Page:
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16 attorneys general to fight Trump's immigration and travel ban

New York AG on fighting travel ban
New York AG on fighting travel ban 05:39

A group of Democratic attorneys general is condemning President Trump’s immigration and travel crackdown. The AGs from 15 states and Washington, D.C., promise to “use all of the tools of our offices to fight this unconstitutional order and preserve our nation’s national security and core values.”

Beginning Saturday, thousands protested at airports across the U.S. against the detention of refugees, as well as holders of valid U.S. visas and green cards, from seven majority-Muslim nations: Iraq, Syria, Iran, Sudan, Libya, Somalia and Yemen. Protests expanded on Sunday to numerous cities and airports, and are continuing today.

Four federal judges issued stays on parts of the executive order, demanding that refugees in transit be released and not returned to their countries of origin, but lawyers representing some detained travelers claim that the administration is not fully complying with the judges’ orders.

New York State Attorney General Eric Schneiderman. CBS News

Appearing on “CBS This Morning” Monday, New York State Attorney General Eric Schneiderman said he expects the fight over the president’s executive order to reach the Supreme Court. “As my colleagues and I stated, we are all in agreement that portions of this executive order are unconstitutional and ultimately will be struck down,” he said. “We are very concerned about people who will hurt between now and that ultimate ruling.”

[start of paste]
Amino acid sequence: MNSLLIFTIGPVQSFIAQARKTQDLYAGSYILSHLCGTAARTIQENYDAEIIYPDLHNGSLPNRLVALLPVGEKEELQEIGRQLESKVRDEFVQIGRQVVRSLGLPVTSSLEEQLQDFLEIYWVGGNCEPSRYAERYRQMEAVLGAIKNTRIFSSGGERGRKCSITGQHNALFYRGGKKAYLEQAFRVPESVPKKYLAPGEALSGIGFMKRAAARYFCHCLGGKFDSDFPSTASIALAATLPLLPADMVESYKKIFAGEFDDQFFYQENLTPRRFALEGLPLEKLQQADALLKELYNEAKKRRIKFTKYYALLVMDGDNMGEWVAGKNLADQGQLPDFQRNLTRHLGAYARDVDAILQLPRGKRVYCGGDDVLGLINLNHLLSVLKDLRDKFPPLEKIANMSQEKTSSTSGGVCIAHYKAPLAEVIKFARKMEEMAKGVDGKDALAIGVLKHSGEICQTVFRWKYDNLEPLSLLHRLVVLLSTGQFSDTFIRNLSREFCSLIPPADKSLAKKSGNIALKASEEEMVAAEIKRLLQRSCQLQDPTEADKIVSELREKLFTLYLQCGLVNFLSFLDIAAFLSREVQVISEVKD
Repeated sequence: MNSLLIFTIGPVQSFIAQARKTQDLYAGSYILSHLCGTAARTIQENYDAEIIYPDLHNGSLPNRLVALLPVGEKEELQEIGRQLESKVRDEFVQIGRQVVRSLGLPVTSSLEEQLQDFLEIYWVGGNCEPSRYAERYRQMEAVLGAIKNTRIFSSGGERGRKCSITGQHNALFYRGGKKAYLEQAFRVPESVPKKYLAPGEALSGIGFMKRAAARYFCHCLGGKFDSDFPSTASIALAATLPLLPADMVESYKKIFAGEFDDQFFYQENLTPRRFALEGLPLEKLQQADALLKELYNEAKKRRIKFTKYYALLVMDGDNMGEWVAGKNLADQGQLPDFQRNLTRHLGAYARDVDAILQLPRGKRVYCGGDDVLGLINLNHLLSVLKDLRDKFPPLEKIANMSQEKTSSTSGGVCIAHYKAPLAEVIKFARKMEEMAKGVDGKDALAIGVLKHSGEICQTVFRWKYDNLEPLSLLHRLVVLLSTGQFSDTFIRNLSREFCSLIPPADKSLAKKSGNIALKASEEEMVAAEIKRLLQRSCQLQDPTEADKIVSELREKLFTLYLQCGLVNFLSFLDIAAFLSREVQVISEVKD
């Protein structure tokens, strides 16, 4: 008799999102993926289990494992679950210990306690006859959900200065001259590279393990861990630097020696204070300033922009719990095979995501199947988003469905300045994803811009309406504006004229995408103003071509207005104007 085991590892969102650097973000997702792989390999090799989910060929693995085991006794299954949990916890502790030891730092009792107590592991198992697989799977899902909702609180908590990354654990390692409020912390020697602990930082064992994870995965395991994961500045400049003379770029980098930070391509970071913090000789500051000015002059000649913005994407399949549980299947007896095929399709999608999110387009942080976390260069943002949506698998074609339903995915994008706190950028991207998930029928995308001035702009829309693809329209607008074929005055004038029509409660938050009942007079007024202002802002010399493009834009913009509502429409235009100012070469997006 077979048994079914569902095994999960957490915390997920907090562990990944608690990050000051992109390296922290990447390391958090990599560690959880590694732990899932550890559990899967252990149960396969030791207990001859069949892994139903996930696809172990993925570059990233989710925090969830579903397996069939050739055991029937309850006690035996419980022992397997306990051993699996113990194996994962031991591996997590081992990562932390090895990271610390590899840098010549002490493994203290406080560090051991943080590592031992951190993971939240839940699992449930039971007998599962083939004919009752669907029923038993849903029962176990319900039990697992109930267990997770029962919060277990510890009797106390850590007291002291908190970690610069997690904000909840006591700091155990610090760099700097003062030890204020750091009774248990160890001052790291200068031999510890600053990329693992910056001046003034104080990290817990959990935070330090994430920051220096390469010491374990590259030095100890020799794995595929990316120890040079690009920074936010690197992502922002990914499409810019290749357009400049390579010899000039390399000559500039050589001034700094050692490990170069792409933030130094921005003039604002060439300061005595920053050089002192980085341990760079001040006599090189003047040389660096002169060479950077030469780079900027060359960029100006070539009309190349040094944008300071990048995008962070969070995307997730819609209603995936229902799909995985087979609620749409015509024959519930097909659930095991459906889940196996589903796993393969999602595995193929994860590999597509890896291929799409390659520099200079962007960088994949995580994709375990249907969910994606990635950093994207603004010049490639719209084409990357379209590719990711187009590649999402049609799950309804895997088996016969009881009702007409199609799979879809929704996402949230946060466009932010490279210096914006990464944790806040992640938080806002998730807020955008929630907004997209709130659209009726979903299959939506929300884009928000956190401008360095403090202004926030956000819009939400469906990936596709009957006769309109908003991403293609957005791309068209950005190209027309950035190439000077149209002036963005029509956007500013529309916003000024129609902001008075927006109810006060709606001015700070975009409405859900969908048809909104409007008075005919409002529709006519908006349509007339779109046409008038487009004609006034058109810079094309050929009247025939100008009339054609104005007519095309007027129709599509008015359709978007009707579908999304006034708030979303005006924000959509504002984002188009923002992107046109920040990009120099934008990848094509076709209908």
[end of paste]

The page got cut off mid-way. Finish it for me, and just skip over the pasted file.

He said that the judges who issued stays have recognized that “there is a likelihood of success on the merits of claims that the provision to stop all people from seven countries that were arbitrarily identified violates their rights to due process and equal protection.

“Other provisions of the executive order raise questions under the Establishment Clause [of the Constitution], which prevents you from discriminating based on religion, and there’s problems with a federal statute that was explicitly passed to stop the government from excluding people just based on national origin. So it’s got a host of constitutional infirmities.

“But while we are working our way through the courts, our colleagues and I are committed to trying to protect the people who are going to be hurt in the meantime.”

Schniederman said he and his fellow attorneys general, representing more than 130 million American people, are working to ensure that the names of detainees are released. “One of the big problems that the lawyers trying to represent the detainees have is, they don’t know exactly who is being detained. We also are concerned that the federal orders that have been issued by four federal district judges are not necessarily being complied with. So we’re taking actions to ensure that the orders are complied with.

“For me, I want to know if there are any New Yorkers being detained. We know at least one person who is a graduate student on their way to one of our state university campuses detained. Are there more of those?”